Joe Rosenberg:
Yeah, he had a second flag and this was it. So after telling Dionne, “hey, could take years,” Rex and Keiko called her two months later.

Dionne Blazing:
And said, “We found the family.” And I was like, “You’re kidding.” And they said, “No, we’re not, we found it, are you still willing to allow us to send it back?” And I said, “Okay, I really now have to think about this.”

Roman Mars:
Because she has this one last chance to decide whether or not she views this as her property or theirs, really.

Joe Rosenberg:
That’s right. And at this point, she says she did actually hesitate.

Dionne Blazing:
And part of the reason was, is I really wasn’t sure what the rest of my family would think about this, right? I was making this executive decision.

Joe Rosenberg:
“Is that because you didn’t tell anyone else in your family, or did you check with them? What was the conversation-”

Dionne Blazing:
“No, I didn’t check with them. I didn’t check with them.”

Joe Rosenberg:
“Why not?”

Dionne Blazing:
“Uh. Because I was afraid they’d say no.”

Joe Rosenberg:
This is another thing Rex and Keiko run into sometimes, people feel that the flag is more a memento of their loved one now than of this person back in Japan. And they want to keep it, but Dionne said, that wasn’t so much her concern as it was that she thought her family might get upset about the idea of sending this flag back to the country that had caused Uncle Bud just so much pain and suffering.

Dionne Blazing:
But my thing is, I don’t believe that individual soldiers should be held accountable for what their governments did, or what they did on behalf of their governments. So I just decided I wasn’t going to have that discussion. That’s what it was, I just figured I would do it. I guess I thought it needed to go back to that family. And if I got in trouble for it, I got in trouble for it.

Joe Rosenberg:
And so, off the flag went, after 75 years, to Noriko Koishi. And although Obon Society did contact her ahead of time to let her know that this was happening, once again, just like her father’s death notice, it just came in the mail.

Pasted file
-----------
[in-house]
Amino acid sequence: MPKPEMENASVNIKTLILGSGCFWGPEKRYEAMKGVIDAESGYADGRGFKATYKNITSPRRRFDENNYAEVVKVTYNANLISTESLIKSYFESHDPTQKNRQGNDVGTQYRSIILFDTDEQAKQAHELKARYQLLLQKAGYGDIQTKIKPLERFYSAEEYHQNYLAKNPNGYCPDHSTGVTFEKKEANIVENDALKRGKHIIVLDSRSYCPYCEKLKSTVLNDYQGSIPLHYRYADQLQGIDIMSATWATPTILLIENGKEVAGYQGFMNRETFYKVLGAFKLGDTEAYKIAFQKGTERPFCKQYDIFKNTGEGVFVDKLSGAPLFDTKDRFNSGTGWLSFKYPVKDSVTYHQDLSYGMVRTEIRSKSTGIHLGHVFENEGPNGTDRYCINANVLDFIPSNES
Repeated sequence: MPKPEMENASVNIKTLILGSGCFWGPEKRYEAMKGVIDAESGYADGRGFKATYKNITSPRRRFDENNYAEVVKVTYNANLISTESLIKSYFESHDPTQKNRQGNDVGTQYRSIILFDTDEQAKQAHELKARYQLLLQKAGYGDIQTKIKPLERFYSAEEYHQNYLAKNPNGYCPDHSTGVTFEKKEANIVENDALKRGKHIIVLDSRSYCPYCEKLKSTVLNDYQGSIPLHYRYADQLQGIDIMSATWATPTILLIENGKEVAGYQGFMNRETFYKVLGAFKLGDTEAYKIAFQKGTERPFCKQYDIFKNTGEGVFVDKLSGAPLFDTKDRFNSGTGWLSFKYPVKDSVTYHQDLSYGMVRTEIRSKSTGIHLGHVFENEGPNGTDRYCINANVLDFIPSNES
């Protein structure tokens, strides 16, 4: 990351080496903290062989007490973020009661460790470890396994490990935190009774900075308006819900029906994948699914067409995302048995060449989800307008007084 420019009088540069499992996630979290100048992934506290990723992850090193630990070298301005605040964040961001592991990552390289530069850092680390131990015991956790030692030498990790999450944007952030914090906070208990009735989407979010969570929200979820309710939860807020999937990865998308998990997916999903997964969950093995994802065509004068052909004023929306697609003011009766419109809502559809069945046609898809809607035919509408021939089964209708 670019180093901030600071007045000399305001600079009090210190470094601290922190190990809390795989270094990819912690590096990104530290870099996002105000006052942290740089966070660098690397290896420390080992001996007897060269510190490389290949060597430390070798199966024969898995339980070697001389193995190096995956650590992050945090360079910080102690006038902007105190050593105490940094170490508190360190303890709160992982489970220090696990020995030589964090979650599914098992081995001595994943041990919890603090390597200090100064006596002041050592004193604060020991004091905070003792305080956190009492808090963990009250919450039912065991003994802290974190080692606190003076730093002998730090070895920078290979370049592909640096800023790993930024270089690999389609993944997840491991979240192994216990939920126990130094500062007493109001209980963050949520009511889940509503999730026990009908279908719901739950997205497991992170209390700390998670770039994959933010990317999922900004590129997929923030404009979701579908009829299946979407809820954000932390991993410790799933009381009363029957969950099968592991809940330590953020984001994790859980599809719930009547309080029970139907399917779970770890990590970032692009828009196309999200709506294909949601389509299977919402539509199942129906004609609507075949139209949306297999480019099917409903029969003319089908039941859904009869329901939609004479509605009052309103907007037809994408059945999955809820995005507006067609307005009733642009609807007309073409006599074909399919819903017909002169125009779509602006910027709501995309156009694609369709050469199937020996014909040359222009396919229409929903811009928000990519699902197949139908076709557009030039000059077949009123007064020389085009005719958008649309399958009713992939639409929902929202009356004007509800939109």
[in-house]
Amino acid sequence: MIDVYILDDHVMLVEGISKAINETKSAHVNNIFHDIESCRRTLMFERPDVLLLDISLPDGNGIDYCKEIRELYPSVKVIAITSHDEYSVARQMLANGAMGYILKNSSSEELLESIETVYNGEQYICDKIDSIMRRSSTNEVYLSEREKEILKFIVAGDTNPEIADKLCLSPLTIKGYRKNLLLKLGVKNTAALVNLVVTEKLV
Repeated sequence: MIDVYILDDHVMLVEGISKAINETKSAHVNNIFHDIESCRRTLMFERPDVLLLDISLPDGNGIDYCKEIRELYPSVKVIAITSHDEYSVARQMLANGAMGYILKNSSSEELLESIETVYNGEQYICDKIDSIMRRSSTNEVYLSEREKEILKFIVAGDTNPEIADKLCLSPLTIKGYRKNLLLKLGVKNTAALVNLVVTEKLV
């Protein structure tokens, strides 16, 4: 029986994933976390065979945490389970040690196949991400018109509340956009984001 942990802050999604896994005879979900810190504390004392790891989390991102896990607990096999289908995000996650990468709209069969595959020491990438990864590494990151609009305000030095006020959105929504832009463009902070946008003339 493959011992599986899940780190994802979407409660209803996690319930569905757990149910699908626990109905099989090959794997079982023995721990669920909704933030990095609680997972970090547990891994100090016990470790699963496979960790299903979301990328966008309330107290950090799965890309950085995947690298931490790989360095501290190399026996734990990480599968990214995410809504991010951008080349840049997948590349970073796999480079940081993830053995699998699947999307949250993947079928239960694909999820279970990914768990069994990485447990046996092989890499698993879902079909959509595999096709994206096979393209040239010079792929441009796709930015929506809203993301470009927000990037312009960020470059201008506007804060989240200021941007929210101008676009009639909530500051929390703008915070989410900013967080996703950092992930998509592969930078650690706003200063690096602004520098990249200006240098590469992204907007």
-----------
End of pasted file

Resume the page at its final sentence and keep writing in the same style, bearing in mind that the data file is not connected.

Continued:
Noriko Koishi:
[Japanese]

Megumi Yamamoto (Translator):
The postperson brought it to her in an envelope, so nobody actually presented it to her. And her mother passed away 20 years ago. She’s the only child, so she had no choice but to open it by herself.

Noriko Koishi:
[Japanese]

Megumi Yamamoto (Translator):
She worried if her dad’s blood would be on it or is it ripped or is it soiled? So there was happy and worried at the same time.

Joe Rosenberg:
And so when she did open it and it was just in this perfect condition, she said she was just so, so thankful. So Noriko wrote Dionne a thank you letter. And the letter honestly just describes in this incredible way, what she, Noriko, did next and her thoughts and feelings — far better than I could. And so I’ll just let Dionne read the letter, which I’ve abridged and edited a bit, but here it is.

Dionne Blazing:
“Dear Mrs. Dionne M. Blazing. I have unexpectedly received the flag of my father, by virtue of your thoughtful offer in support of Obon Society. I felt this proved his strong desire to come home, because his flag returned home just before his birthday on October 26th. However, my mother and his brothers, as well as his parents all passed away. Now, I’m the only person who keeps my father’s memory.

I think it was very lucky your uncle found my father’s flag in the middle of war and brought it to Michigan. I truly appreciate he preserved it very carefully, even though it must’ve been carried through the battlefield. I look at my father having returned home and wonder if he finds me acceptable to be his daughter.

On the night his flag returned, almost as if my father rubbed his cheek against my cheek after a long time. I held the flag in the chest and fell into a shallow sleep, trying to control my emotion. Such reunion with my father would never have happened without your uncle’s thoughtfulness at your arrangement. I announced the return of the flag to my late mother at the family grave. With your generous help, my father finally can rest in peace after 75 years long journey. Under COVID pandemic, please take care of yourself. With sincere gratitude, Noriko Koishi.”

Roman Mars:
Now, that’s remarkable. That letter, I mean, it just shows what a fantastic person Noriko is, that she has the generosity of spirit to thank her uncle for preserving it and getting it back to her somehow, even though…